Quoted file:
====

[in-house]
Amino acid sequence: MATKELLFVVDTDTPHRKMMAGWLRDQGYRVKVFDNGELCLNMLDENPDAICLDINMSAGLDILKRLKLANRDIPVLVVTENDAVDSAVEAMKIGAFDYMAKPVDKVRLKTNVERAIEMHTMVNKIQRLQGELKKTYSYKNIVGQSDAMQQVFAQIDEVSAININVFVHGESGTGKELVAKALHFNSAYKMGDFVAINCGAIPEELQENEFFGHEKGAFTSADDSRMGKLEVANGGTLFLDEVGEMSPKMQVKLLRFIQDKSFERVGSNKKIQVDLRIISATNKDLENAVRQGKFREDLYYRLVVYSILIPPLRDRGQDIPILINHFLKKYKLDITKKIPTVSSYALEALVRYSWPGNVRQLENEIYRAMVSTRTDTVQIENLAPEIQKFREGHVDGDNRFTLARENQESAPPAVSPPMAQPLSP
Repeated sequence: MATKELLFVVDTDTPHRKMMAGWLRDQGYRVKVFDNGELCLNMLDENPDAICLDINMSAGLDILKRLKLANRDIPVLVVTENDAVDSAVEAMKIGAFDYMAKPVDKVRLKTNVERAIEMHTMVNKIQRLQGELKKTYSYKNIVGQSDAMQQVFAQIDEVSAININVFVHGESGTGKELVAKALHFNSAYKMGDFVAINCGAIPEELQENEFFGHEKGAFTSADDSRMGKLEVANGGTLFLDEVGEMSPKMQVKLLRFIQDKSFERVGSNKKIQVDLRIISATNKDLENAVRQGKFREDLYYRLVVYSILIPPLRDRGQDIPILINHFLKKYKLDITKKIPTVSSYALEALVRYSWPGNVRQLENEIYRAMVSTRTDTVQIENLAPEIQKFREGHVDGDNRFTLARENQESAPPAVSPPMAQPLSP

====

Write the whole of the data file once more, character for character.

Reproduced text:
[in-house]
Amino acid sequence: MATKELLFVVDTDTPHRKMMAGWLRDQGYRVKVFDNGELCLNMLDENPDAICLDINMSAGLDILKRLKLANRDIPVLVVTENDAVDSAVEAMKIGAFDYMAKPVDKVRLKTNVERAIEMHTMVNKIQRLQGELKKTYSYKNIVGQSDAMQQVFAQIDEVSAININVFVHGESGTGKELVAKALHFNSAYKMGDFVAINCGAIPEELQENEFFGHEKGAFTSADDSRMGKLEVANGGTLFLDEVGEMSPKMQVKLLRFIQDKSFERVGSNKKIQVDLRIISATNKDLENAVRQGKFREDLYYRLVVYSILIPPLRDRGQDIPILINHFLKKYKLDITKKIPTVSSYALEALVRYSWPGNVRQLENEIYRAMVSTRTDTVQIENLAPEIQKFREGHVDGDNRFTLARENQESAPPAVSPPMAQPLSP
Repeated sequence: MATKELLFVVDTDTPHRKMMAGWLRDQGYRVKVFDNGELCLNMLDENPDAICLDINMSAGLDILKRLKLANRDIPVLVVTENDAVDSAVEAMKIGAFDYMAKPVDKVRLKTNVERAIEMHTMVNKIQRLQGELKKTYSYKNIVGQSDAMQQVFAQIDEVSAININVFVHGESGTGKELVAKALHFNSAYKMGDFVAINCGAIPEELQENEFFGHEKGAFTSADDSRMGKLEVANGGTLFLDEVGEMSPKMQVKLLRFIQDKSFERVGSNKKIQVDLRIISATNKDLENAVRQGKFREDLYYRLVVYSILIPPLRDRGQDIPILINHFLKKYKLDITKKIPTVSSYALEALVRYSWPGNVRQLENEIYRAMVSTRTDTVQIENLAPEIQKFREGHVDGDNRFTLARENQESAPPAVSPPMAQPLSP